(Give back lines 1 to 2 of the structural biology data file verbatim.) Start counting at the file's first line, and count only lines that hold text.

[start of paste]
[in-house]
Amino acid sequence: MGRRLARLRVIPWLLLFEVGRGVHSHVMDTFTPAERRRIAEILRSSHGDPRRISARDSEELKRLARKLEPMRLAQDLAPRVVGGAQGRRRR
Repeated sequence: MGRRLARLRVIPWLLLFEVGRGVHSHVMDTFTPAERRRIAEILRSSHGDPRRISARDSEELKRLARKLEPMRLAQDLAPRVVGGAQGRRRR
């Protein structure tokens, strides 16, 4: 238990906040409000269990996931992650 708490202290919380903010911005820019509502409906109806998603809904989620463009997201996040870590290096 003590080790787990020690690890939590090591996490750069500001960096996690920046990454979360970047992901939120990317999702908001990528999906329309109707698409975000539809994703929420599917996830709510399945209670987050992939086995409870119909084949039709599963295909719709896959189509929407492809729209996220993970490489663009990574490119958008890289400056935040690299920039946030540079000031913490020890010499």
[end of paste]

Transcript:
[in-house]
Amino acid sequence: MGRRLARLRVIPWLLLFEVGRGVHSHVMDTFTPAERRRIAEILRSSHGDPRRISARDSEELKRLARKLEPMRLAQDLAPRVVGGAQGRRRR